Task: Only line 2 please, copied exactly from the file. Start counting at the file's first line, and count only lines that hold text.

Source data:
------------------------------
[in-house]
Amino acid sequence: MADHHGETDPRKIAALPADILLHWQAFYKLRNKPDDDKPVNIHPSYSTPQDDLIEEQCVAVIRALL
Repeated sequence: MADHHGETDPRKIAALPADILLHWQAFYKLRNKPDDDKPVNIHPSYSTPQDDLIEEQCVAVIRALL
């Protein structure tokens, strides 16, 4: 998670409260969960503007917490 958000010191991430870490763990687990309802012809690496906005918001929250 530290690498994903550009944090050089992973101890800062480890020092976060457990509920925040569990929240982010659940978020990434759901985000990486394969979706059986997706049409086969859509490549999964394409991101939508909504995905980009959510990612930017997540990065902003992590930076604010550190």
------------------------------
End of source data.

Amino acid sequence: MADHHGETDPRKIAALPADILLHWQAFYKLRNKPDDDKPVNIHPSYSTPQDDLIEEQCVAVIRALL